With their apologies, Ronald Kibuule and Onesmus Twinamatsiko did what every abuser does. And like all other incidents where women have had to accept apologies because we want to believe that they represent some kind of sign that the person understands what abuse is and will do something about it, in our private spaces, we have kept the same optimism.
This letter from the members of the Mothers Union was written to the Right Reverend Jaimeson J. Willis, the Bishop of the Native Anglican Church (N.A.C) of Uganda, in 1934.
I was on my way home. It was 10.00 pm. Two men stopped me and grabbed each of my arms. I begged them to let me go, and they leered at me. I yelled at a teenager passing by and asked him to help me. The men told him to ‘mind his own business or face fire’. The teenager run away. The men begun tugging me in a direction I was unaware of as I struggled to free myself. A boda boda man passing by stopped and rode in our direction. They let me go and I run. One of them chased after me. I turned around and saw him raising his foot. I run faster but succumbed to the heavy kick my would-be rapist had just delivered to the small of my back. I hit the ground, cutting myself on stone.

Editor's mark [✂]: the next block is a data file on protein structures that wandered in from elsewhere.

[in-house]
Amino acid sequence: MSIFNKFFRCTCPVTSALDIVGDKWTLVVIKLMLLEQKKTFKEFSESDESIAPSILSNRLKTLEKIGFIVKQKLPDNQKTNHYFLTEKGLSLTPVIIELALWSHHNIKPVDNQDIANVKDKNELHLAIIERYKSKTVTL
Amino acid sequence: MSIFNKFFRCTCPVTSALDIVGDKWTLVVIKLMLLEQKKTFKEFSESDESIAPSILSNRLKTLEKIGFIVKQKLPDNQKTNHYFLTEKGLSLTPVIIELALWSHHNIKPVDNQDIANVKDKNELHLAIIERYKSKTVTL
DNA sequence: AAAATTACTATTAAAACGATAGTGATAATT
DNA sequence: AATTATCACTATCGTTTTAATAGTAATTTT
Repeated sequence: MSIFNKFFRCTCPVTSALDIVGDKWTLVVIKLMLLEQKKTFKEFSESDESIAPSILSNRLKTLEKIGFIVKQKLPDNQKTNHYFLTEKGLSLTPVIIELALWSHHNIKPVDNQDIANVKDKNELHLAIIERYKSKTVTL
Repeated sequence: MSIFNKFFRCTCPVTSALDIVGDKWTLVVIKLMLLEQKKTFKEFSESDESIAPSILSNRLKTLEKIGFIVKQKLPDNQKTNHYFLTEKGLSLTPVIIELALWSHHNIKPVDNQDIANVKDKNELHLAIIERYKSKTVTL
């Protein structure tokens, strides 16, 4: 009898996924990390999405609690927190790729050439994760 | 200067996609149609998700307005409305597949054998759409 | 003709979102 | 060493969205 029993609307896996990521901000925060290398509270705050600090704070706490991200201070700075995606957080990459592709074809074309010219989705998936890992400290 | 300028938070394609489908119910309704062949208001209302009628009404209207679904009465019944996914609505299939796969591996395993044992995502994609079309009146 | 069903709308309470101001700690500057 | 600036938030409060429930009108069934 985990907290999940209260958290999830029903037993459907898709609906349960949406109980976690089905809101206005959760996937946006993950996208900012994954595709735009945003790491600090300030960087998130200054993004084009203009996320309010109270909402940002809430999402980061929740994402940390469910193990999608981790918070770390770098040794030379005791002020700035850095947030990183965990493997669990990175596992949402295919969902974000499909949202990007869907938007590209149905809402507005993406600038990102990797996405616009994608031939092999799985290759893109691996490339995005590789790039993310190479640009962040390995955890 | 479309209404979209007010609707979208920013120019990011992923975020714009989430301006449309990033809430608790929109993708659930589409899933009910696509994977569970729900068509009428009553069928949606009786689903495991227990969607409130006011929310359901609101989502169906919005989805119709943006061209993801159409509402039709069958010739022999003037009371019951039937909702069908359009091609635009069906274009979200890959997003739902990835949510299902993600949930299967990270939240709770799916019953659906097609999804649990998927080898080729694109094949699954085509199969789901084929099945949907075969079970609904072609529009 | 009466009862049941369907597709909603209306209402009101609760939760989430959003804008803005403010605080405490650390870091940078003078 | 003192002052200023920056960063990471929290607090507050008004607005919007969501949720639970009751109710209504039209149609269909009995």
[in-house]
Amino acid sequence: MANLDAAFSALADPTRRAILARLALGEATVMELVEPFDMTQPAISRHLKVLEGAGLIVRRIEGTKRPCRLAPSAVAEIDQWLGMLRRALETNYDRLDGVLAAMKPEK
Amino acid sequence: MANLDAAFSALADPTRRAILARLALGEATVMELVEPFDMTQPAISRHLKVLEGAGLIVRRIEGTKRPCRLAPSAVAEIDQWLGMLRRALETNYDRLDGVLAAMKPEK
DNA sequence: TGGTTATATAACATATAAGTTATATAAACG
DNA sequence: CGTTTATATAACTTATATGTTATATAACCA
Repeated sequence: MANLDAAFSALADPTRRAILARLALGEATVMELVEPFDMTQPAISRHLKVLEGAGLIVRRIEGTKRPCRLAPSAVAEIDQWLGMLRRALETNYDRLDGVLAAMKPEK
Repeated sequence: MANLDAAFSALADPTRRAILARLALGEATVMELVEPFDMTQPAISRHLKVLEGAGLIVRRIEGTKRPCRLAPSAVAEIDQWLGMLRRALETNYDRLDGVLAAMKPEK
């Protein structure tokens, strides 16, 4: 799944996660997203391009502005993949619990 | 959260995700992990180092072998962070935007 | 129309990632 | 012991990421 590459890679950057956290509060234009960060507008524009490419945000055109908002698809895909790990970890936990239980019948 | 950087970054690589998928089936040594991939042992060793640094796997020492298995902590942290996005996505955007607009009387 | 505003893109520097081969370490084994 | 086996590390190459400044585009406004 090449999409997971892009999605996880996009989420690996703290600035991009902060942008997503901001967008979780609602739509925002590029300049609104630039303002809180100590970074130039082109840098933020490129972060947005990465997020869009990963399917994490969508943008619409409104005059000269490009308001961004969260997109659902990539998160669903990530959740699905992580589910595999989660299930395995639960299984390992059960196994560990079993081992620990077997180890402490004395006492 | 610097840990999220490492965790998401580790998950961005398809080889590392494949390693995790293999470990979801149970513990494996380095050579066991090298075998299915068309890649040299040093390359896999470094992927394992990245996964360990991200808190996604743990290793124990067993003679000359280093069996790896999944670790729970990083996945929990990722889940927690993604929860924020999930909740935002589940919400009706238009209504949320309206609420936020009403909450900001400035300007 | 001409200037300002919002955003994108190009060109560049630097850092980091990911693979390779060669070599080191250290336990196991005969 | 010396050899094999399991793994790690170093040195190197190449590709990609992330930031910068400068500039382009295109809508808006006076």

I was afraid I’d brought this on myself because it was late and I was out alone.